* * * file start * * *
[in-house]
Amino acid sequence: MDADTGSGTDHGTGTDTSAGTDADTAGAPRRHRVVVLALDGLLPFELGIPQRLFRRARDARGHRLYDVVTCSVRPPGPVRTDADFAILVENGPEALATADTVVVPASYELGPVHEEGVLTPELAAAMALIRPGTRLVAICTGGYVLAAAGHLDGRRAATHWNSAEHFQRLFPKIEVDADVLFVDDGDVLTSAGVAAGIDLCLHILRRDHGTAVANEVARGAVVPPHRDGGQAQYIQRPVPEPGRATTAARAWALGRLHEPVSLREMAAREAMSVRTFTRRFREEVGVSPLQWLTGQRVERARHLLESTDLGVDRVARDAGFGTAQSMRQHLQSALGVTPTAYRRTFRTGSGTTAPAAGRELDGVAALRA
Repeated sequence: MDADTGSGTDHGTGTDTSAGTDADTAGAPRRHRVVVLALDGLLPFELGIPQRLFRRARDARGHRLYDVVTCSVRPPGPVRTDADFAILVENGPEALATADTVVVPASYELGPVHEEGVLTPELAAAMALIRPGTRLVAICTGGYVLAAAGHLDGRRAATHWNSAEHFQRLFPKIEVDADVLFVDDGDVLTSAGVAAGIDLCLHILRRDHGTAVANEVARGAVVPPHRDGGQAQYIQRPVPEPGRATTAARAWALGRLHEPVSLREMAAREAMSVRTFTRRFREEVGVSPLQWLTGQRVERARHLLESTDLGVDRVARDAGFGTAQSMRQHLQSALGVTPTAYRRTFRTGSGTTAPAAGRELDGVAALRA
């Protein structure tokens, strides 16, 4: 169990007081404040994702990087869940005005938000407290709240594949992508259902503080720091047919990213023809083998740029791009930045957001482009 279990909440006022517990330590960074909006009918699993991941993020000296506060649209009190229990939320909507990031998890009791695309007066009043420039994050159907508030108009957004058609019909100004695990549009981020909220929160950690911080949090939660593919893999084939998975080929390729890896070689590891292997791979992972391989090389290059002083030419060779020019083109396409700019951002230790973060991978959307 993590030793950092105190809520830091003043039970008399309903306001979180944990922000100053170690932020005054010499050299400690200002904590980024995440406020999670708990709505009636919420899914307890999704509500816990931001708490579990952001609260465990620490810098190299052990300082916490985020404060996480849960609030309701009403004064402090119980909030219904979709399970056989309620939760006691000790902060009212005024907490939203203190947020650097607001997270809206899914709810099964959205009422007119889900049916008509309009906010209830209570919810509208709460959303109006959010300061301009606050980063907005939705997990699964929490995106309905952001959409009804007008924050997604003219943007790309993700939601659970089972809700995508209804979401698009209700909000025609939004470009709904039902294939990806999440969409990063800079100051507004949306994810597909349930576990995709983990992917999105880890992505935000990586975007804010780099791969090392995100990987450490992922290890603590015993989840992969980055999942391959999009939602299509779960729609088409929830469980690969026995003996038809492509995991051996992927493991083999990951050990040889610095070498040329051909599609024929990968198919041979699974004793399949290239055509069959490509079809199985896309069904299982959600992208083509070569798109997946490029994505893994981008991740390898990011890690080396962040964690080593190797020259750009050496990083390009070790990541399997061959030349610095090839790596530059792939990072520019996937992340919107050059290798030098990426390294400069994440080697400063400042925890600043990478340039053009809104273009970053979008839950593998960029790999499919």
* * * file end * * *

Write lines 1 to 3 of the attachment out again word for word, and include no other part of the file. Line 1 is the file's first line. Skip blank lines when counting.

[in-house]
Amino acid sequence: MDADTGSGTDHGTGTDTSAGTDADTAGAPRRHRVVVLALDGLLPFELGIPQRLFRRARDARGHRLYDVVTCSVRPPGPVRTDADFAILVENGPEALATADTVVVPASYELGPVHEEGVLTPELAAAMALIRPGTRLVAICTGGYVLAAAGHLDGRRAATHWNSAEHFQRLFPKIEVDADVLFVDDGDVLTSAGVAAGIDLCLHILRRDHGTAVANEVARGAVVPPHRDGGQAQYIQRPVPEPGRATTAARAWALGRLHEPVSLREMAAREAMSVRTFTRRFREEVGVSPLQWLTGQRVERARHLLESTDLGVDRVARDAGFGTAQSMRQHLQSALGVTPTAYRRTFRTGSGTTAPAAGRELDGVAALRA
Repeated sequence: MDADTGSGTDHGTGTDTSAGTDADTAGAPRRHRVVVLALDGLLPFELGIPQRLFRRARDARGHRLYDVVTCSVRPPGPVRTDADFAILVENGPEALATADTVVVPASYELGPVHEEGVLTPELAAAMALIRPGTRLVAICTGGYVLAAAGHLDGRRAATHWNSAEHFQRLFPKIEVDADVLFVDDGDVLTSAGVAAGIDLCLHILRRDHGTAVANEVARGAVVPPHRDGGQAQYIQRPVPEPGRATTAARAWALGRLHEPVSLREMAAREAMSVRTFTRRFREEVGVSPLQWLTGQRVERARHLLESTDLGVDRVARDAGFGTAQSMRQHLQSALGVTPTAYRRTFRTGSGTTAPAAGRELDGVAALRA